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Graham's Magazine Vol XXXIII No. 4 October 1848

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Talk not of wasted affection, affection never was wasted;If it enrich not the heart of another, its waters returningBack to their springs, like the rain, shall fill them full of refreshment;That which the fountain sends forth returns again to the fountain.Patience; accomplish thy labor; accomplish thy work of affection!Sorrow and silence are strong, and patient endurance is godlike;Therefore accomplish thy labor of love, till the heart is made godlike,Purified, strengthened, perfected, and rendered more worthy of heaven!

Longfellow's Evangeline.

I was loitering beside my mother's chair, in her drawing-room, one day on my return from school, listening to the conversation between her and some morning visiters; they were discussing most earnestly the merits of a reigning belle.

"She is, indeed, perfectly beautiful," exclaimed my mother. "I looked at her the other evening, when I saw her at the last concert, and thought a more lovely creature could not exist. The music excited her, and her cheek was delicately flushed, which heightened the brilliancy of her eyes; her lovely lips were just half apart and trembling with feeling. Then she understands so well the art and mystery of dressing. While other young ladies around her were in the full pride of brilliant costume, the eye felt freshened and relieved when looking at her—there was such a repose in her demi-toilette. The simple white dress was so pure and chaste in its effect, displaying only her lovely throat, and her beautiful chestnut-brown hair was gathered up carelessly but neatly, while over one tiny ear fell a rich cluster of ringlets; then, with all her beauty and exquisite taste, she is so unconscious, so unstudied. That the world should call Mary Lee a beauty, I do not wonder; but that society should pronounce her a belle, is, indeed, a surprise to me—she is so unassuming, so free from art and affectation."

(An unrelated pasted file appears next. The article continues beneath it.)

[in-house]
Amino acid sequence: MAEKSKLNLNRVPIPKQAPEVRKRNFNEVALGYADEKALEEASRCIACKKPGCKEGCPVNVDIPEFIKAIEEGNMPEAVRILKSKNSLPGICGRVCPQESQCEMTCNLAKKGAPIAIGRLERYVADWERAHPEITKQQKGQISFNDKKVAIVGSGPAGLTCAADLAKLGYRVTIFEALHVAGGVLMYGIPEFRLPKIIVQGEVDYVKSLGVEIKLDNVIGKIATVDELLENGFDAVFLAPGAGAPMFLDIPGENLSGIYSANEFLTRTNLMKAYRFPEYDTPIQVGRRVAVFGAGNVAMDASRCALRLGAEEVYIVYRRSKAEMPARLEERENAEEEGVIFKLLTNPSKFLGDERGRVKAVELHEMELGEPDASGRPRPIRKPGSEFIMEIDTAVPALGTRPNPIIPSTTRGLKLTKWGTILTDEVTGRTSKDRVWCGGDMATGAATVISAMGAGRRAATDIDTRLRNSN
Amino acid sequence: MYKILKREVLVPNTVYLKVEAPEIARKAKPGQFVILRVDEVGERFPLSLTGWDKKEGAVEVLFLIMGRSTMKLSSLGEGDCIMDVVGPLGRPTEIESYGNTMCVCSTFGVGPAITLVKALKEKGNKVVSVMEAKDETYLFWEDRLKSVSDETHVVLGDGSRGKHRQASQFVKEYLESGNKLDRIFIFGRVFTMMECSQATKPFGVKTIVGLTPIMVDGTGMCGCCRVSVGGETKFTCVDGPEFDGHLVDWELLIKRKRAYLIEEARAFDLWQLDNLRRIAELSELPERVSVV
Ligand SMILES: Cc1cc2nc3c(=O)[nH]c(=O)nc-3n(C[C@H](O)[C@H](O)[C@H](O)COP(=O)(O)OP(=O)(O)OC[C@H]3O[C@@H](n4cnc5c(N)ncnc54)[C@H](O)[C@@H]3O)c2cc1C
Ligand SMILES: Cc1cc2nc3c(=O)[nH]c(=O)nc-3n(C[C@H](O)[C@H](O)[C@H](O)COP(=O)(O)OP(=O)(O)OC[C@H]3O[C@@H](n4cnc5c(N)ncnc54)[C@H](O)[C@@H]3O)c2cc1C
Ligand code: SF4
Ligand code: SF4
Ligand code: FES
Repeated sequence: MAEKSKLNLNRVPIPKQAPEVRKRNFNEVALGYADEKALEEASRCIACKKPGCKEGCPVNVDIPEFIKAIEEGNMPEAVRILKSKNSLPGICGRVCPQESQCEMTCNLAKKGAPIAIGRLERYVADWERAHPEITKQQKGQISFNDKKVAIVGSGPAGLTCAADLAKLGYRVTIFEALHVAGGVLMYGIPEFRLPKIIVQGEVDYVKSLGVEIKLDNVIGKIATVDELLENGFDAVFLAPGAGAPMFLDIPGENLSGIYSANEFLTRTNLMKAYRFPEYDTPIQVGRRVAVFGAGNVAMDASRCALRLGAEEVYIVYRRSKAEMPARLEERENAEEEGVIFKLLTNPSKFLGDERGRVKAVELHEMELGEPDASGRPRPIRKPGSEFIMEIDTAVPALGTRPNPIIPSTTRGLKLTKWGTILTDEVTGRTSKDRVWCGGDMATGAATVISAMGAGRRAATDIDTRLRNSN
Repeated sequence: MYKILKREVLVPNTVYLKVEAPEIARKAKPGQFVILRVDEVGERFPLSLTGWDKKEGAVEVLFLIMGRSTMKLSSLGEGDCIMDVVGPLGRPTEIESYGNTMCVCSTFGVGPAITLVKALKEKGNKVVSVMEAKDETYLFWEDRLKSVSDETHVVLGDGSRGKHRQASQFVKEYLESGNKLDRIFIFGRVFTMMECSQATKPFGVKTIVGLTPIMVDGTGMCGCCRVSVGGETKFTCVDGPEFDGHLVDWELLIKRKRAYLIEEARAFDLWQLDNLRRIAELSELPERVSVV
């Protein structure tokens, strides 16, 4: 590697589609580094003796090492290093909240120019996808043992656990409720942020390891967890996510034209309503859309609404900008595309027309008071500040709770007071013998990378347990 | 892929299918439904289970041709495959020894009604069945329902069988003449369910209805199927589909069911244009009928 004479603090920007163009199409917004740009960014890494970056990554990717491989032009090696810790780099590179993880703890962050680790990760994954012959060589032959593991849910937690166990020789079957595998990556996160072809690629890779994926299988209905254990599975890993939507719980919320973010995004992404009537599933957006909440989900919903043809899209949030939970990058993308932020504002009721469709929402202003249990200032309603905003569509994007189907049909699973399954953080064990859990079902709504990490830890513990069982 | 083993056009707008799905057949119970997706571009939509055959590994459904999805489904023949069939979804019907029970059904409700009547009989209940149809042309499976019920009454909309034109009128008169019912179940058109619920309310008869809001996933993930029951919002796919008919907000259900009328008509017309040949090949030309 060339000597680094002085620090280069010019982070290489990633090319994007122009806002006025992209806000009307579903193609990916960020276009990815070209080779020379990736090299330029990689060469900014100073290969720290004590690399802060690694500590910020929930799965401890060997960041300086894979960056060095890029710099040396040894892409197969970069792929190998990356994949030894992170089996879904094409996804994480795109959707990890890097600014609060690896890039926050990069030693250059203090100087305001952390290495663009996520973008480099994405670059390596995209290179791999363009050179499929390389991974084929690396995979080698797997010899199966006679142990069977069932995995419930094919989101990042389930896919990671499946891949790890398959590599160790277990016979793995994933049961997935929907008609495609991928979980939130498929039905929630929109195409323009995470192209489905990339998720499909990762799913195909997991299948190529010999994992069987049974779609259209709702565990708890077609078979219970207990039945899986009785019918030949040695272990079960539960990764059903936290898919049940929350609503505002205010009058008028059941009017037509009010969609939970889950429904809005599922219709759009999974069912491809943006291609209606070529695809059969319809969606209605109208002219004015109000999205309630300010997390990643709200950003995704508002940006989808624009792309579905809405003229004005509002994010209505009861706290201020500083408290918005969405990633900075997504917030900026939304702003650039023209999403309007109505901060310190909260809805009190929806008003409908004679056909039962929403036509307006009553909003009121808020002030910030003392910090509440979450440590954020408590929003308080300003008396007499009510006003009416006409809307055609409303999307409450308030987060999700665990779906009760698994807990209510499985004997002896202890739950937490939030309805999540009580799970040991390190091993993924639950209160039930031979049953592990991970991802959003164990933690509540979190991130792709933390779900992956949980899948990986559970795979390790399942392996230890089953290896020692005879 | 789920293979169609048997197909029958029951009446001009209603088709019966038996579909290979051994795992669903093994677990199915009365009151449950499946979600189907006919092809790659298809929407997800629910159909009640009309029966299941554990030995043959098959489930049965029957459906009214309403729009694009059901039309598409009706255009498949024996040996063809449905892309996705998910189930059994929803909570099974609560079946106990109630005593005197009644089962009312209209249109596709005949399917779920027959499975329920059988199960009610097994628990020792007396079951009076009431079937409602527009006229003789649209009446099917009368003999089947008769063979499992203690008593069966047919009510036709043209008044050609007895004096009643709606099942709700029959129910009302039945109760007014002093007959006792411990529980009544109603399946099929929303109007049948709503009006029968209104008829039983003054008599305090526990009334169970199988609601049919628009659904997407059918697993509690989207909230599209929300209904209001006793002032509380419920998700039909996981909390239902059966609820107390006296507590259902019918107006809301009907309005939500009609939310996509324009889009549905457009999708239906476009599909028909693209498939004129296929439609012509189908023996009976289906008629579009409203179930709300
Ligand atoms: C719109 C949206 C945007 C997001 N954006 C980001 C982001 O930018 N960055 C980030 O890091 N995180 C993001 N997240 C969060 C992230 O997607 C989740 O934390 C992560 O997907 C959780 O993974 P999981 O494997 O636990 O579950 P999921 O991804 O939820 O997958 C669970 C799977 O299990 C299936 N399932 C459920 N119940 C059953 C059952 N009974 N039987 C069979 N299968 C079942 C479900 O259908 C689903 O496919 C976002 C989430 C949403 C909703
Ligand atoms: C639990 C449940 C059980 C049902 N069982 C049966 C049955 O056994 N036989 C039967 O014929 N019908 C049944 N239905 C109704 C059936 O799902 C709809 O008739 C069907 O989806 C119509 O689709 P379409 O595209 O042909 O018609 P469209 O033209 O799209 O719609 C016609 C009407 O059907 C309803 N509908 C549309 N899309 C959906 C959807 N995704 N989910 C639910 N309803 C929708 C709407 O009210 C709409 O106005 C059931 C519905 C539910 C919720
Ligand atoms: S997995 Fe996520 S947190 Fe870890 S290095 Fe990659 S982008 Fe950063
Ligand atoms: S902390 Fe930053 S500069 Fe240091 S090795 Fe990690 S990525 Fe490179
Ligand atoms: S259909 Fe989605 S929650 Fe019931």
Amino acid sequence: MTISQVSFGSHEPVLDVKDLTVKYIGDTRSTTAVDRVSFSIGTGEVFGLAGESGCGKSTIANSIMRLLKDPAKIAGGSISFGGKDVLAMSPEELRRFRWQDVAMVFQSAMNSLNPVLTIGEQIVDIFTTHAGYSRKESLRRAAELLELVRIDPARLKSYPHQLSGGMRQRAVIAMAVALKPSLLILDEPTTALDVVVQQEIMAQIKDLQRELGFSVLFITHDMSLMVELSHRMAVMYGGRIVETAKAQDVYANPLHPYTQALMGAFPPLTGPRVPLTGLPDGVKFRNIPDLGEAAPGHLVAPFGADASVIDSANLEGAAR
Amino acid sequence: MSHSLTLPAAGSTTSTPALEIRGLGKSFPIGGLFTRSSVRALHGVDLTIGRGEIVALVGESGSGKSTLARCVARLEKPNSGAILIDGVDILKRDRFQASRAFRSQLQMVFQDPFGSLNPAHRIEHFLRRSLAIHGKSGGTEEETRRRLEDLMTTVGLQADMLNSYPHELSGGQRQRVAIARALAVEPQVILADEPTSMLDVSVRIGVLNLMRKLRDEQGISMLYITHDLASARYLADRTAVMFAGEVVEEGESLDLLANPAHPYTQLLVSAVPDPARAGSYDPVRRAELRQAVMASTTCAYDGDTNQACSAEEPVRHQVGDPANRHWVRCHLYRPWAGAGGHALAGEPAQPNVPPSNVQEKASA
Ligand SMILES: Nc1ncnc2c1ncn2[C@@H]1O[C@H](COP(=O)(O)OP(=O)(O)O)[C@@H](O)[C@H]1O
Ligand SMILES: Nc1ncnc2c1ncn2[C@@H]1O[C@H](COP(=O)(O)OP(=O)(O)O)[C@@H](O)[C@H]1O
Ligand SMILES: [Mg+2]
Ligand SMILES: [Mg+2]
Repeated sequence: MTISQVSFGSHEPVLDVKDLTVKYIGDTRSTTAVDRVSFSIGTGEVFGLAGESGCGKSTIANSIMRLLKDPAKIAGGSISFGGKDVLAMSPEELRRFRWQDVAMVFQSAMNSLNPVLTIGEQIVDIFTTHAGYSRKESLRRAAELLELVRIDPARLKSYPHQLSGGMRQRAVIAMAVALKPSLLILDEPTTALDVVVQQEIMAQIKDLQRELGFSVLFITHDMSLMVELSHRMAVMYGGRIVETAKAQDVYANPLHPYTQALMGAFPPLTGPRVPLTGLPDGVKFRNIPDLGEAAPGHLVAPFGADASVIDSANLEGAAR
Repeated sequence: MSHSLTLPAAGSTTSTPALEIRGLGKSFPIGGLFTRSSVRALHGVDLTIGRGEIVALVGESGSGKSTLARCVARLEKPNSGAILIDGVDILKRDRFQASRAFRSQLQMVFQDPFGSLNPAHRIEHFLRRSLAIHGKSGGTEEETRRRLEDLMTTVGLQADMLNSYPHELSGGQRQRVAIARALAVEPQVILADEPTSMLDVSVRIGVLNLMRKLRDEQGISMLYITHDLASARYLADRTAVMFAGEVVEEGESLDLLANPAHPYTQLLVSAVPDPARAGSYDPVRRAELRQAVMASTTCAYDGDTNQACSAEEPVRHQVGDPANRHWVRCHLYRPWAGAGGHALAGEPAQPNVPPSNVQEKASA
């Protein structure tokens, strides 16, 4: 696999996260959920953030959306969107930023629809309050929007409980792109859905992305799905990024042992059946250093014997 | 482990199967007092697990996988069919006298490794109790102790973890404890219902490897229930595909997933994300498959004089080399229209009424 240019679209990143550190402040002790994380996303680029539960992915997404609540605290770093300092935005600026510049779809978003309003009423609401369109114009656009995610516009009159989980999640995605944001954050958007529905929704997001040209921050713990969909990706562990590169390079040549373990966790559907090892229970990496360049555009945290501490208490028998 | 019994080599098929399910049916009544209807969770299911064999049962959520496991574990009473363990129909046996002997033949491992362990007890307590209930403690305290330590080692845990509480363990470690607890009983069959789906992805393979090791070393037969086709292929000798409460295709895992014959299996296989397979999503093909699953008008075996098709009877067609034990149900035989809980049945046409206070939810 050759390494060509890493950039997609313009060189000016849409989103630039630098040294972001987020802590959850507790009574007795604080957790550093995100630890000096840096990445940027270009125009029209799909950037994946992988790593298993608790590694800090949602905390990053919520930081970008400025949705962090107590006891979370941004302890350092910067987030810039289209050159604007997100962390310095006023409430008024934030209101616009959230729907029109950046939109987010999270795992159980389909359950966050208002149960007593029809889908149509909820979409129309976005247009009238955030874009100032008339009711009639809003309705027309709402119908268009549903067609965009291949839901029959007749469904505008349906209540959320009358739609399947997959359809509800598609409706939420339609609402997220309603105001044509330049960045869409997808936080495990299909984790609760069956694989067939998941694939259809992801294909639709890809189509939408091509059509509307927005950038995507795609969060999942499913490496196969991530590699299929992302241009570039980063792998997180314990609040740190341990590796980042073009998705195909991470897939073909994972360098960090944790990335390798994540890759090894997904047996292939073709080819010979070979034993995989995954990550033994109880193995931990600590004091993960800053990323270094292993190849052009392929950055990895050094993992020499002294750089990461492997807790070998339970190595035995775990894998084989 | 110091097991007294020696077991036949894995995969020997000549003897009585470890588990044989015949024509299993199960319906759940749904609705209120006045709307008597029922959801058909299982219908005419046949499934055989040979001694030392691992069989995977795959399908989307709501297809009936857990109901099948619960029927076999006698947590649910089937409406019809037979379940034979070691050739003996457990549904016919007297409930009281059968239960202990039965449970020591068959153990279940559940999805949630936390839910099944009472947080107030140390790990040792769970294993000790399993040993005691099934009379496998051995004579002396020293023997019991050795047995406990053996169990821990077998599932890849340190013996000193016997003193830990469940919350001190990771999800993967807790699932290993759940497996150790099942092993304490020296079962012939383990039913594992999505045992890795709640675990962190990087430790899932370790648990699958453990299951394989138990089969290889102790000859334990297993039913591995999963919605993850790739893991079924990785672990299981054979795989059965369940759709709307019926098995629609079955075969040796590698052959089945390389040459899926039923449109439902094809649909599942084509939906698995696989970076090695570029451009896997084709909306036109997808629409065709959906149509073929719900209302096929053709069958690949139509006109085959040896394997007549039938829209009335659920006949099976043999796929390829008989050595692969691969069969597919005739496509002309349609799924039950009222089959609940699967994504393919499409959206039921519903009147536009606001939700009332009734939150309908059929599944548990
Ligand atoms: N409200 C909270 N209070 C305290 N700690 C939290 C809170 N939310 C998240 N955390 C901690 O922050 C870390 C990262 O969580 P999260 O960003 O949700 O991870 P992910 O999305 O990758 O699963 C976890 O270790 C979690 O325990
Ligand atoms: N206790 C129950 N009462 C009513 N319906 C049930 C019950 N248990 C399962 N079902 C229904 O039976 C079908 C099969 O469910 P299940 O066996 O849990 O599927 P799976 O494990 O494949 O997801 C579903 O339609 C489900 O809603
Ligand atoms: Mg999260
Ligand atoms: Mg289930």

"So unlike her mother," exclaimed a lady, eagerly. "I think Mary's success in society is as gratifying as unexpected to Mrs. Lee. She delayed her entrée into society as long as she could, and used to lament most piteously to me the trouble she expected to have with her, from her total want of animation and spirit. But now she seems to have entirely forgotten her former misgivings, for she takes many airs on herself about Mary's popularity, talking all the while as though scarcely any one was good enough for the husband of the daughter she pronounced one year ago a stupid, inanimate creature."

"Ah!" said a gentleman, laughing, "the tie now is between young Morton and Langley, I believe. As Langley is the more distingué of the two, I suppose the mother will favor him; but if one can judge from appearances, the daughter prefers Harry Morton."

"I can assure you," interrupted Mr. Foster, an intimate friend of our family, "the daughter has quite as much admiration for the rich Mr. Langley as the mother. There is a little incident connected with that same concert Mrs. Duval speaks of, that convinces me of the daughter's powers of management."

"Shame on you, Philip Foster!" said my mother, "you should not talk thus of any lady, much less of Mary Lee."

"What was the incident, Mr....